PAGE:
Jonah Goldberg

As for schools teaching kids about the common culture and all that, as a conservative I couldn't agree more. But is there evidence that public schools are better at it? The results of the 2006 National Assessment of Educational Progress history and civics exams showed that two-thirds of U.S. high school seniors couldn't identify the significance of a photo of a theater with a sign reading "Colored Entrance." And keep in mind, political correctness pretty much guarantees that Jim Crow and the civil rights movement are included in syllabi. Imagine how few kids can intelligently discuss Manifest Destiny or free silver.

Right now, there's a renewed debate about providing "universal" health insurance. For some liberals, this simply means replicating the public school model for health care. (Stop laughing.) But for others, this means mandating that everyone have health insurance - just as we mandate that all drivers have car insurance - and then throwing tax dollars at poorer folks to make sure no one falls through the cracks.

There's a consensus in America that every child should get an education, but as David Gelernter noted recently in the Weekly Standard, there's no such consensus that public schools need to do the educating.

Really, what would be so terrible about government mandating that every kid has to go to school, and providing subsidies and oversight when necessary, but then getting out of the way?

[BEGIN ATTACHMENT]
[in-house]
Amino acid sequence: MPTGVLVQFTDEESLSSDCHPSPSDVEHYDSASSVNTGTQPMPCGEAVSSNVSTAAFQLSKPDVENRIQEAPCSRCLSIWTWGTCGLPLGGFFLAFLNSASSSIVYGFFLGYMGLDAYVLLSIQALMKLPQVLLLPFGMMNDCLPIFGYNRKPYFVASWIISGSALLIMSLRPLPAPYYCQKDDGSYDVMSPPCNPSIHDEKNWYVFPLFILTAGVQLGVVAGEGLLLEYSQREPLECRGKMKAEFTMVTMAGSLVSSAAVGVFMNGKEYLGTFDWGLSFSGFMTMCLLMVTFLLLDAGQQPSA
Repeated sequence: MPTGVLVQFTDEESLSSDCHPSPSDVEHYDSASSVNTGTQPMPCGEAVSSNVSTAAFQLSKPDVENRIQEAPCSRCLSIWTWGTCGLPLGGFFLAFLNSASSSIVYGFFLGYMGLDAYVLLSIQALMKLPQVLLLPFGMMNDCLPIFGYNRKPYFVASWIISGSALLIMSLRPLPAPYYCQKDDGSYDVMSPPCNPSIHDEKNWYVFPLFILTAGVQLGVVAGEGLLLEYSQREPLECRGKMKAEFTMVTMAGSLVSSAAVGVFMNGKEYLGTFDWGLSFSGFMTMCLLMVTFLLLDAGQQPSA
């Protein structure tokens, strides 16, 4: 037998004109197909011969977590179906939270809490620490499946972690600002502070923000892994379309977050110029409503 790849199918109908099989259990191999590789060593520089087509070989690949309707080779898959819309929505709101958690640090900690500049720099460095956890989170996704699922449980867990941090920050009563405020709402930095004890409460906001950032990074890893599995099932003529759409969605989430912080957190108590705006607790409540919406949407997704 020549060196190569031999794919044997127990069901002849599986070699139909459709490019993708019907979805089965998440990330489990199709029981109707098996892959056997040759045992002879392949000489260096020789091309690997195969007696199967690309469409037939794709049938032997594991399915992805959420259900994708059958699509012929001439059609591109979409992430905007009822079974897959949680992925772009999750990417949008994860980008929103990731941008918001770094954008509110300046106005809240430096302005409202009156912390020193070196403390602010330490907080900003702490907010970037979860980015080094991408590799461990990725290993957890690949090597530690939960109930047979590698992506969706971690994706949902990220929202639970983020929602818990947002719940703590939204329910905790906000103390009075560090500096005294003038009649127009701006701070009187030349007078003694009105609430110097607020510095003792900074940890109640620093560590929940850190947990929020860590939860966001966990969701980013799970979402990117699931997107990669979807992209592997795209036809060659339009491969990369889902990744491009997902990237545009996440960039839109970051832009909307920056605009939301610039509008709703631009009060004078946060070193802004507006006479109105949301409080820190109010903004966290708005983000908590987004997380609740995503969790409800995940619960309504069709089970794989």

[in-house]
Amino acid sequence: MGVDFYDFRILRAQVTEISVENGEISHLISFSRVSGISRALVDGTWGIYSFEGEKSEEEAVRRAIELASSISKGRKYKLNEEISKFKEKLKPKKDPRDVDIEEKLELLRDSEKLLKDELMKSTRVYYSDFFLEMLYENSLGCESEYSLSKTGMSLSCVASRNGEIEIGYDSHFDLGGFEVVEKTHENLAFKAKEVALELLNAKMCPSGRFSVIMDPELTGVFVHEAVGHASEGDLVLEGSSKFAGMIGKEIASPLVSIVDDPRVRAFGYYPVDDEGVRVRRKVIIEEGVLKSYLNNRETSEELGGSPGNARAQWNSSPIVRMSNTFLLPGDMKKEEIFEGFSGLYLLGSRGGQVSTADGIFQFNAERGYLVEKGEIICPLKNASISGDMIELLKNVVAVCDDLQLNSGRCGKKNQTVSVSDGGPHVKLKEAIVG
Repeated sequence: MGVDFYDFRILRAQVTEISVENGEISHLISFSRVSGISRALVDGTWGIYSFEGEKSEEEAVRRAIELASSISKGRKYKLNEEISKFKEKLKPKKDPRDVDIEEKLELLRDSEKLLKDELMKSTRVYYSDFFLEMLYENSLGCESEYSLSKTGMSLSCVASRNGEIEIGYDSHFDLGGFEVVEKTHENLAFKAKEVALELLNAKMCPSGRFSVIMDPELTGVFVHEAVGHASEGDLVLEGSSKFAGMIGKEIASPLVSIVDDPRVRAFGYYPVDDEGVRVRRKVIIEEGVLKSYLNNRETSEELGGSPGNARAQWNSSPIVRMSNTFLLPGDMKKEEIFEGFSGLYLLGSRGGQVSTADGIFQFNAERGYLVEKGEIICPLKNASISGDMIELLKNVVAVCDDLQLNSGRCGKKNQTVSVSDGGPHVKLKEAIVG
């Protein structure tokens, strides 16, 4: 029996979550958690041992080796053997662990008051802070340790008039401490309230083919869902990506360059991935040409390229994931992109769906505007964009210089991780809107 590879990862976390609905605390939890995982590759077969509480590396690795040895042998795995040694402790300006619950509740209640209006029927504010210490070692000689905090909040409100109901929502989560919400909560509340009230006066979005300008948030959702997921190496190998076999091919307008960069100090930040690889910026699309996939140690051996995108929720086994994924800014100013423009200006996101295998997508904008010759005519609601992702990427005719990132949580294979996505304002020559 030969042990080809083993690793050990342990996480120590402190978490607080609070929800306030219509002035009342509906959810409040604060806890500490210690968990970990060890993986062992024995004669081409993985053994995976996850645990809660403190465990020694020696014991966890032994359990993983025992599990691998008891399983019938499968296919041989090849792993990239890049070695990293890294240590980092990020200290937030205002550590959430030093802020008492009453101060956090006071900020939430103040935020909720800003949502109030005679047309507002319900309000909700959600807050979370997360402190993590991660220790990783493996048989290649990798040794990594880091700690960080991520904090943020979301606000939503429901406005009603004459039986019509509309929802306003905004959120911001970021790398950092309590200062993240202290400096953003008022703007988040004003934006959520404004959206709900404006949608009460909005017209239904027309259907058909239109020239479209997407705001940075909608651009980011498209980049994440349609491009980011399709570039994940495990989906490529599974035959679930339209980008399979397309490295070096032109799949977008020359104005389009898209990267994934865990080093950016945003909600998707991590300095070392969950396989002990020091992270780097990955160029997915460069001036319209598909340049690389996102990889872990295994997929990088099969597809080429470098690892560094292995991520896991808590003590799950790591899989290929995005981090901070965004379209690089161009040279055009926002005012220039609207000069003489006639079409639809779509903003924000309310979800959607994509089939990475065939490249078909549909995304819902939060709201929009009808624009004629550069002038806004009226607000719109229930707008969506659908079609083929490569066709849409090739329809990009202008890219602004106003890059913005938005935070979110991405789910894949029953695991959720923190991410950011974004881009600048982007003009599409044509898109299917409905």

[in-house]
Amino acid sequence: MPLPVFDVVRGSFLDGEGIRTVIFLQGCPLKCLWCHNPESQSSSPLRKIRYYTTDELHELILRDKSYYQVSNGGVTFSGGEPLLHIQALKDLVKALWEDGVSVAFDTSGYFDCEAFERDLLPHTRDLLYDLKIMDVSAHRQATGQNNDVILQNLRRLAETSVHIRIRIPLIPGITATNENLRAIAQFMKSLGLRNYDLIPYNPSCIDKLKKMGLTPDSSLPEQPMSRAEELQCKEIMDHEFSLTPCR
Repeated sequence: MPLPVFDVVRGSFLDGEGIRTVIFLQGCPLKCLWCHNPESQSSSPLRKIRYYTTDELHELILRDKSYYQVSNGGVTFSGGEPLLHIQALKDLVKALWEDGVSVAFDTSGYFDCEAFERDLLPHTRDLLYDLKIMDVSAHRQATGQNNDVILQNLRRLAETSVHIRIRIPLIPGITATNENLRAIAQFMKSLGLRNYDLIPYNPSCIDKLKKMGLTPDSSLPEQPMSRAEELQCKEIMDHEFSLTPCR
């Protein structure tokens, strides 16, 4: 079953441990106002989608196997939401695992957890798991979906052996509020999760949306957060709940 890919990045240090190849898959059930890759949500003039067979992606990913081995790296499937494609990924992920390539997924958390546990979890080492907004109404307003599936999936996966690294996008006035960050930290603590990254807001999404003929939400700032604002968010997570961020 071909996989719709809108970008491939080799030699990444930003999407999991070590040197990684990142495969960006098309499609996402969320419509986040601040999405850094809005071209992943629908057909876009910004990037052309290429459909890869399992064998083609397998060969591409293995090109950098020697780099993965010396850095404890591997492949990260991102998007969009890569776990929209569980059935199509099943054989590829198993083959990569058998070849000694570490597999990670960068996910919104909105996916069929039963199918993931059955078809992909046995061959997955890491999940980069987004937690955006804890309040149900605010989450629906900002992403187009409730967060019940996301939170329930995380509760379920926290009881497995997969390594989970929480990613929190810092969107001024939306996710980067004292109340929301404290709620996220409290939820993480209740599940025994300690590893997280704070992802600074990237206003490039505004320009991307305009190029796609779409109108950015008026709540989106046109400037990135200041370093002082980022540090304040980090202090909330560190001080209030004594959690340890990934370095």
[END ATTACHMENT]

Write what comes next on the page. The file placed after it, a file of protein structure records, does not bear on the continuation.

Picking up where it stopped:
Milton Friedman noted long ago that the government is bad at providing services - that's why he wanted public schools to be called "government schools" - but that it's good at writing checks. So why not cut checks to people so they can send their kids to school?

What about the good public schools? Well, the reason good public schools are good has nothing to do with government's special expertise and everything to do with the fact that parents care enough to ensure their kids get a good education. That wouldn't change if the government got out of the school business. What would change is that fewer kids would get left behind.


Jonah Goldberg

Jonah Goldberg is editor-at-large of National Review Online,and the author of the book The Tyranny of Clichés. You can reach him via Twitter @JonahNRO.
TOWNHALL DAILY: Be the first to read Jonah Goldberg's column. Sign up today and receive Townhall.com daily lineup delivered each morning to your inbox.